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Trump Admits Republicans Have No Plan To ‘Replace’ Obamacare

Trump is still obsessed with trying to undo Obamacare and take health care from millions of Americans, but on Monday he admitted that he and his fellow Republicans still don’t have a replacement plan — and they won’t until after next year’s election.

“Republicans are developing a really great HealthCare Plan with far lower premiums (cost) & deductibles than ObamaCare,” he tweeted Monday night, add that Republicans won’t be voting on it until “right after the Election when Republicans hold the Senate & win back the House.”

That’s a far different claim than what Trump was saying just a week ago, when he insisted a group of Republican senators were hard at work crafting a magical new health care plan that will be “really spectacular.”

That was a lie. The Washington Post reported no Republicans in Congress have a health care plan, nor is there anything in the works. Chuck Grassley (R-IA), chair of the Senate Finance Committee, told the Post flatly that there are no plans or efforts to draft any such plan. A White House official told the Post that there wasn’t a specific proposal from the White House, either.

But now Trump is admitting that Republicans aren’t even going to bother with an Obamacare replacement for more than a year. That means if Trump’s latest attempt to strike down Obamacare in its entirety succeeds, 20 million people could lose their health insurance and millions more with pre-existing conditions could be at risk of sharply higher health care costs — while Trump and GOP wait to see how next year’s election turns out for them.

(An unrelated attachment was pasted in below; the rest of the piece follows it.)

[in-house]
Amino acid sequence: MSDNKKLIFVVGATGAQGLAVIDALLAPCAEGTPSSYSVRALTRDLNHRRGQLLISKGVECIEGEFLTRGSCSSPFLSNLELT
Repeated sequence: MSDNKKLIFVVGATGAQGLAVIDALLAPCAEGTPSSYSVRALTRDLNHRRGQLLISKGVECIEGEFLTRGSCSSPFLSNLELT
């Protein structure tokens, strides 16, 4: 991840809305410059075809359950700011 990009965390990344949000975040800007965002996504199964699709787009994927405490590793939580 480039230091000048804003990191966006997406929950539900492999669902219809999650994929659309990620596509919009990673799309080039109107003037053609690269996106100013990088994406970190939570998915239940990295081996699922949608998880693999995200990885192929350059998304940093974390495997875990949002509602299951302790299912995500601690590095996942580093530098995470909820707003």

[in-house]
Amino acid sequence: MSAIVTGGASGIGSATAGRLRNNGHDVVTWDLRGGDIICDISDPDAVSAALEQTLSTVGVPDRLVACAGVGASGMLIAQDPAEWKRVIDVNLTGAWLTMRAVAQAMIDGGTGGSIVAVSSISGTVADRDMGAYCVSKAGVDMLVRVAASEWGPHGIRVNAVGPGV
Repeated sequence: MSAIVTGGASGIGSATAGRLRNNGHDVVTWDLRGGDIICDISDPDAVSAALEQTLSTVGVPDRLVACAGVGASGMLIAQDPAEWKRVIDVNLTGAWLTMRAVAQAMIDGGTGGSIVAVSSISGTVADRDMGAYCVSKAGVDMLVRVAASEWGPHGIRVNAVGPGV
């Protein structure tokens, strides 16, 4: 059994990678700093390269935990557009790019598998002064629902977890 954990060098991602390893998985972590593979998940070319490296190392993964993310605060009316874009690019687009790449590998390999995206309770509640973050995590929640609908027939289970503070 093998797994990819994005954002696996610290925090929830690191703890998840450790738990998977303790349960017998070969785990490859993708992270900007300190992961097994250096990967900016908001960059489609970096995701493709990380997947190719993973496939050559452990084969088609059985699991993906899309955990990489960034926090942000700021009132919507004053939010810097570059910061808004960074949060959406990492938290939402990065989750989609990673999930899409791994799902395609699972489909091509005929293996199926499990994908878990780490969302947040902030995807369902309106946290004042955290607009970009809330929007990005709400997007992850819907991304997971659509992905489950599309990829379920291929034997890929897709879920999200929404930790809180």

Only if Republicans win back the House, which they might not do, will they even bother trying to clean up the mess Trump wants to make right now.

After an outcry over protections for pre-existing conditions from voters during last year’s election cycle, Trump began swearing that he vowed to keep them. And he’s still doing that now. But none of the prior plans from Trump and the GOP do that.

Those plans saw Republicans attempting to increase health care premiums, rip health care away from tens of millions of families, and take away protections for individuals with pre-existing conditions.

Republicans have promoted these ideas time and again, even as voters have a different solution in mind. The majority of voters prefer to work with the current system, and even Republicans who were polled would rather fix the system than destroy it.

Republicans have threatened, for nearly a decade, to repeal and replace Obamacare. Under Trump, they have tried and failed to do it. Now Trump is fighting in the courts to repeal Obamacare while he worries about replacing it later, but only if he and his party win in 2020. And if they don’t? The millions of Americans who’ve lost their care will be out of luck, but it won’t be Trump’s problem to fix.

Published with permission of The American Independent.

How Democrats Can Hold GOP Accountable For Healthcare Fix

IMAGE: Flickr

A Year Consumed By Obamacare Fight, With More To Come

WASHINGTON — As the end of 2013 approaches, seldom has a domestic issue so dominated the political center stage as Obamacare did this year. The president’s health care insurance law has ridden a policy rollercoaster and will still have a huge question mark hanging over it in 2014.

From the very start of Obama’s presidency, the Republicans in Congress took dead aim at what became the Patient Protection and Affordable Care Act. Obama was able to get it enacted only with solid Democratic support in 2010, while his party was still in control of both the House and Senate.